MOSCOW - The man once described by American prosecutors as the chief of the Russian mob in the United States will walk out of a Pennsylvania prison in a week and head home after almost a decade behind bars.
What happens next will be a test of how far Russia has come since the early 1990s, when organized crime bosses controlled much of the economy. It could also show the strength, or limits, of the links between U.S. and Russian law enforcement agencies forged after the Sept. 11 attacks.
Vyacheslav K. Ivankov - an ethnic Russian known as "Yaponchik" or "Little Japanese" because of an Asian cast to his features - is scheduled to be released July 14 from the federal penitentiary in Allenwood. Authorities expect to put him on a plane back to his hometown, Moscow, which he left 12 years ago.
His return is widely anticipated here, where one authority on Russia's elites has called the steely former acrobat one of the five most influential figures in Russian organized crime and "the major ideologist of the criminal world."
Ivankov, whose shoulders bear tattooed stars applied in a Siberian prison, is described by police officials and journalists as a vor-e-zakon, or thief-in-law, a crime lord commanding a small army of associates inside and outside of prison.
Since the Soviet era these criminal kingpins, elected by their peers, have traditionally settled disputes, divvied up loot and enforced the underworld's ruthless code of conduct.
A senior U.S. law enforcement official working in Moscow, speaking on condition that he not be identified, said Ivankov has threatened the lives of FBI agents and Russian police.
Earlier this year, Ivankov's term at Allenwood was extended by several months because of an alleged fight with another inmate. "His behavior in prison combined with his clearly unrehabilitated posture does give us cause for concern," the U.S. official said.
Ivankov is wanted for questioning here in connection with the killing of a Turkish man during a quarrel in a Moscow restaurant in the early 1990s. But Ivankov's lawyer here, Aleksandr Dobrovinsky, said authorities don't have enough evidence to charge his client. One of the two key witnesses in the case has returned to Turkey, the lawyer said, and the other has died.
Whatever Ivankov did in the past, Dobrovinsky said in an interview, his client has changed. In prison, he read Greek philosophy and talked about fishing with his grandchildren.
"He's an old man, and he spent about 30 years in prison," the attorney said. "I think he wants to retire and go somewhere in the countryside and live the rest of his life in peace."
Russia has changed as well. "It's absolutely not the same as it used to be in the 1990s, during what they called `romantic capitalism,'" Dobrovinsky said, referring to the rise of criminal gangs here after the collapse of Soviet power.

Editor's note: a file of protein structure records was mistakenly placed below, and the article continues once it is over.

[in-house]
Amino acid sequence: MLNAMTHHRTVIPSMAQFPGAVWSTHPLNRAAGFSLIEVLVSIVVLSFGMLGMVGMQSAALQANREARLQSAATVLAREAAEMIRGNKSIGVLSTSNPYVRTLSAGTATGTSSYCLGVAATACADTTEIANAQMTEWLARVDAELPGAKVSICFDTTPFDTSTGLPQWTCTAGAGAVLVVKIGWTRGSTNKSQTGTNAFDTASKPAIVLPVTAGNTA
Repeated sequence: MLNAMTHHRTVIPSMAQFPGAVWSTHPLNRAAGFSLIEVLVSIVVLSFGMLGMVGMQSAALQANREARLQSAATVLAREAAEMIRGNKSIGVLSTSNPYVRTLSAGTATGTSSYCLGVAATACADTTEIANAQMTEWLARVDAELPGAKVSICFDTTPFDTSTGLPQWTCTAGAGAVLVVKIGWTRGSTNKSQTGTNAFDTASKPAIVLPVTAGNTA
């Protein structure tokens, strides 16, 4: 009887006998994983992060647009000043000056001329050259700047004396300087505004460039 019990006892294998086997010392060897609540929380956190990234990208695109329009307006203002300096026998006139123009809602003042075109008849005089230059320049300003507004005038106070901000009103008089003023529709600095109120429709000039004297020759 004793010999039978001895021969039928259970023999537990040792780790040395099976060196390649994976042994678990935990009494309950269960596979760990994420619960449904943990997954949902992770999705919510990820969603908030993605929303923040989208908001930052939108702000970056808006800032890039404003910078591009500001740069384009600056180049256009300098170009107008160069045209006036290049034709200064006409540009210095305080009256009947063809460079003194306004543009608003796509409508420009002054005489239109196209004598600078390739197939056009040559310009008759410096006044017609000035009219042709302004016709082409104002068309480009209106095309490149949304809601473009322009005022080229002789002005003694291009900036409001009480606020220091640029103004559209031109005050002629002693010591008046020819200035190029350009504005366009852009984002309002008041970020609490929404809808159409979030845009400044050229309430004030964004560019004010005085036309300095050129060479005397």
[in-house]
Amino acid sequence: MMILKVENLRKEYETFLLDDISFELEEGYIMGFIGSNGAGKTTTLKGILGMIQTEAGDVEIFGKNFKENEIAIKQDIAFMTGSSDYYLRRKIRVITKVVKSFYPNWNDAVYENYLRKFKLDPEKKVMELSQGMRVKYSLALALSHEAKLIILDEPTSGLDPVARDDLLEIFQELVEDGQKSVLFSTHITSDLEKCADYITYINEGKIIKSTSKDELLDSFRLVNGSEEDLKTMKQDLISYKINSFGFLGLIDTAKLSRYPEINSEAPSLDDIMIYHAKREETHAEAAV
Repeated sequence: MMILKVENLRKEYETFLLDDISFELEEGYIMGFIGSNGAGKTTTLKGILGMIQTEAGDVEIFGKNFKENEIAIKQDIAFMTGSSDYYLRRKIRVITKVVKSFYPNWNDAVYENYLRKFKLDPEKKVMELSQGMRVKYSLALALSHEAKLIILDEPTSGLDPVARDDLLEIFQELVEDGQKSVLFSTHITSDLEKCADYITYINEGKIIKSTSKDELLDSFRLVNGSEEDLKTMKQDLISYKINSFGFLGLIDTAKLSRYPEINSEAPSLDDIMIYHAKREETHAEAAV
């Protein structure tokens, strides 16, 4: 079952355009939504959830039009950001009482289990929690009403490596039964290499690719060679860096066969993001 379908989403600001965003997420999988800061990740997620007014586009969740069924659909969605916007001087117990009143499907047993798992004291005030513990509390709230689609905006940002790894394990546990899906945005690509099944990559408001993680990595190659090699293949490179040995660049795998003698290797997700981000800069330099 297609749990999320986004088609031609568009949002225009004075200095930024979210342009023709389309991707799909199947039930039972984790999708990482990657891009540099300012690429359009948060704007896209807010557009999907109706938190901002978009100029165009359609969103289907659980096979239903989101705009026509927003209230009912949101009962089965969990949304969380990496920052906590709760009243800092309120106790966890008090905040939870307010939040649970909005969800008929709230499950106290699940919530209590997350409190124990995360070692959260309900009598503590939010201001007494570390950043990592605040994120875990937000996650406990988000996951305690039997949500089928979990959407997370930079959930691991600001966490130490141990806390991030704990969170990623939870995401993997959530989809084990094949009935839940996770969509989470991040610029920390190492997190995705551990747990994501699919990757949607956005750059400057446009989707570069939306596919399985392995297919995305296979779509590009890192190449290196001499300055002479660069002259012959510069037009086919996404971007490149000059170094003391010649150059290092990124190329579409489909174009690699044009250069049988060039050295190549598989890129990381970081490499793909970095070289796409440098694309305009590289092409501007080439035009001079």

A spokesman for the Russian Interior Ministry's Department of Organized Crime confirmed that investigators are trying to build a case against Ivankov in the restaurant killing.
"I can say only one thing: that it is quite possible that Yaponchik, when he comes to Russia, will be arrested," said Lt. Col. Oleg Elnikov. "But this is only possible if prosecutors find additional evidence of his guilt."
Even as a child, Ivankov was said to be fearless. A friend once told a reporter that Ivankov had run around Moscow tearing down posters of Stalin, a crime then punishable by a long term in the gulag.
At times courtly, Ivankov gained a reputation for a quick temper. He was first arrested in 1966 and convicted of assaulting an acquaintance in a Moscow bar. After his first brief spell in prison, he rose through the ranks of the criminal underworld. He became the protege of Gennadi Korkov, a powerful criminal boss known as "Mongol," according to Aleksei Mukhin of the Moscow Center for Political Information, an authority on Russian elites.
According to press accounts, Ivankov was formally elected a vor-e-zakon by other convicts during a stay in Moscow's dank Butyrskaya prison in 1978.
Convicted of leading a gang of armed robbers who disguised themselves as police in 1982, Ivankov spent nine years in a Siberian prison. Released during the last days of the Soviet empire, he was flown back to Moscow on a chartered plane and welcomed home with a lavish party at the Metropol Hotel, across the street from the Bolshoi Theater.
"Yaponchik inherited Mongol's gang, his power," said Mukhin. "But he didn't have enough time to develop his business in Russia." Instead, he fled after the restaurant slaying.
Law enforcement officials say Ivankov entered the United States in late 1991 or 1992 using a false passport. He settled in Brooklyn's Brighton Beach, a haven for Russian emigres, and allegedly began welding scattered criminal groups into a single organization.